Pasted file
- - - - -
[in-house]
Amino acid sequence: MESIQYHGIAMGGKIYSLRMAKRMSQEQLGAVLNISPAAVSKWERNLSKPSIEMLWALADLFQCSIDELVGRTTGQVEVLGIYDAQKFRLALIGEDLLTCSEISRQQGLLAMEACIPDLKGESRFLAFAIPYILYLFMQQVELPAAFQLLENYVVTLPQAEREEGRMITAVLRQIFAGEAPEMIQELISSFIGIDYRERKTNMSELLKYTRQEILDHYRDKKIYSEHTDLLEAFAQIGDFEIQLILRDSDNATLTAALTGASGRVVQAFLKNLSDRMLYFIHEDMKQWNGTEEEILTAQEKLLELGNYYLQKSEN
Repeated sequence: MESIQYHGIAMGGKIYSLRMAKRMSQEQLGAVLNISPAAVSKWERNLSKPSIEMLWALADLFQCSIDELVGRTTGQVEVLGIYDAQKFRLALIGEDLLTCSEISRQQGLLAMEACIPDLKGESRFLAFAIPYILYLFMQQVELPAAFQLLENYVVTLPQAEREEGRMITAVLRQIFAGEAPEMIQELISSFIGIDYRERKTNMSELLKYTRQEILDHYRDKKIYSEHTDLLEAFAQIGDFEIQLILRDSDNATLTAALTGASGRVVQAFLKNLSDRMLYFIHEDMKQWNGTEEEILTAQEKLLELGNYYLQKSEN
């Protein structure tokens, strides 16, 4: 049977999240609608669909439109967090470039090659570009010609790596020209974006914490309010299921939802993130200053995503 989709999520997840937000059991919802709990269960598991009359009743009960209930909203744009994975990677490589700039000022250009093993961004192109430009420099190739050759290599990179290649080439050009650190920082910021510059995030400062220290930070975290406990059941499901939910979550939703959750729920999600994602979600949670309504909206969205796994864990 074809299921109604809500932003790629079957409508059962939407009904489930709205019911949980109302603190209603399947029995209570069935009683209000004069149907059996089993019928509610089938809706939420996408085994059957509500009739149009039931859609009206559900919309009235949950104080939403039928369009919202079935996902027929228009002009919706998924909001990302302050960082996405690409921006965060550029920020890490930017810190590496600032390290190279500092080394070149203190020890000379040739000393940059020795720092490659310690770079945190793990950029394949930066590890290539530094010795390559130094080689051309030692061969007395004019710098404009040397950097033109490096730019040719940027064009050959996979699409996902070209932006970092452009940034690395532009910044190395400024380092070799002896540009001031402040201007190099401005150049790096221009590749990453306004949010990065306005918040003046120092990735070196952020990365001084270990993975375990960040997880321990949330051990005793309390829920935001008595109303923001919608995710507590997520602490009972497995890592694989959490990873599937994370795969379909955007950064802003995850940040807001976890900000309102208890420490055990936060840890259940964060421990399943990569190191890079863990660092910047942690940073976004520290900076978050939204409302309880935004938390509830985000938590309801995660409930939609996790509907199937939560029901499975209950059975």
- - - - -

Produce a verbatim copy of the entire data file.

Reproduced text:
[in-house]
Amino acid sequence: MESIQYHGIAMGGKIYSLRMAKRMSQEQLGAVLNISPAAVSKWERNLSKPSIEMLWALADLFQCSIDELVGRTTGQVEVLGIYDAQKFRLALIGEDLLTCSEISRQQGLLAMEACIPDLKGESRFLAFAIPYILYLFMQQVELPAAFQLLENYVVTLPQAEREEGRMITAVLRQIFAGEAPEMIQELISSFIGIDYRERKTNMSELLKYTRQEILDHYRDKKIYSEHTDLLEAFAQIGDFEIQLILRDSDNATLTAALTGASGRVVQAFLKNLSDRMLYFIHEDMKQWNGTEEEILTAQEKLLELGNYYLQKSEN
Repeated sequence: MESIQYHGIAMGGKIYSLRMAKRMSQEQLGAVLNISPAAVSKWERNLSKPSIEMLWALADLFQCSIDELVGRTTGQVEVLGIYDAQKFRLALIGEDLLTCSEISRQQGLLAMEACIPDLKGESRFLAFAIPYILYLFMQQVELPAAFQLLENYVVTLPQAEREEGRMITAVLRQIFAGEAPEMIQELISSFIGIDYRERKTNMSELLKYTRQEILDHYRDKKIYSEHTDLLEAFAQIGDFEIQLILRDSDNATLTAALTGASGRVVQAFLKNLSDRMLYFIHEDMKQWNGTEEEILTAQEKLLELGNYYLQKSEN
């Protein structure tokens, strides 16, 4: 049977999240609608669909439109967090470039090659570009010609790596020209974006914490309010299921939802993130200053995503 989709999520997840937000059991919802709990269960598991009359009743009960209930909203744009994975990677490589700039000022250009093993961004192109430009420099190739050759290599990179290649080439050009650190920082910021510059995030400062220290930070975290406990059941499901939910979550939703959750729920999600994602979600949670309504909206969205796994864990 074809299921109604809500932003790629079957409508059962939407009904489930709205019911949980109302603190209603399947029995209570069935009683209000004069149907059996089993019928509610089938809706939420996408085994059957509500009739149009039931859609009206559900919309009235949950104080939403039928369009919202079935996902027929228009002009919706998924909001990302302050960082996405690409921006965060550029920020890490930017810190590496600032390290190279500092080394070149203190020890000379040739000393940059020795720092490659310690770079945190793990950029394949930066590890290539530094010795390559130094080689051309030692061969007395004019710098404009040397950097033109490096730019040719940027064009050959996979699409996902070209932006970092452009940034690395532009910044190395400024380092070799002896540009001031402040201007190099401005150049790096221009590749990453306004949010990065306005918040003046120092990735070196952020990365001084270990993975375990960040997880321990949330051990005793309390829920935001008595109303923001919608995710507590997520602490009972497995890592694989959490990873599937994370795969379909955007950064802003995850940040807001976890900000309102208890420490055990936060840890259940964060421990399943990569190191890079863990660092910047942690940073976004520290900076978050939204409302309880935004938390509830985000938590309801995660409930939609996790509907199937939560029901499975209950059975």